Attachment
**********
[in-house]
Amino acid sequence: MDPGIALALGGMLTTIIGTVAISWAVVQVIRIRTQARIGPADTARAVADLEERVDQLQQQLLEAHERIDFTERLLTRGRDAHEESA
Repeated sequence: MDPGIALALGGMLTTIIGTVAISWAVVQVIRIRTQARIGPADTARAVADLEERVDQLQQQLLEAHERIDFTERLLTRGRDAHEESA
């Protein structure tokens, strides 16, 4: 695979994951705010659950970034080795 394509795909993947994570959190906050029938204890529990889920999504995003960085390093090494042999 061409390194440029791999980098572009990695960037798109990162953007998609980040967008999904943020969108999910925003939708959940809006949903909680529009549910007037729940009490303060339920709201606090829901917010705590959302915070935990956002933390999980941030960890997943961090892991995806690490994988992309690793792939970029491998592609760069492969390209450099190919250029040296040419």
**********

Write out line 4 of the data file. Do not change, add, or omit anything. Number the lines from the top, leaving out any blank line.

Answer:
């Protein structure tokens, strides 16, 4: 695979994951705010659950970034080795 394509795909993947994570959190906050029938204890529990889920999504995003960085390093090494042999 061409390194440029791999980098572009990695960037798109990162953007998609980040967008999904943020969108999910925003939708959940809006949903909680529009549910007037729940009490303060339920709201606090829901917010705590959302915070935990956002933390999980941030960890997943961090892991995806690490994988992309690793792939970029491998592609760069492969390209450099190919250029040296040419």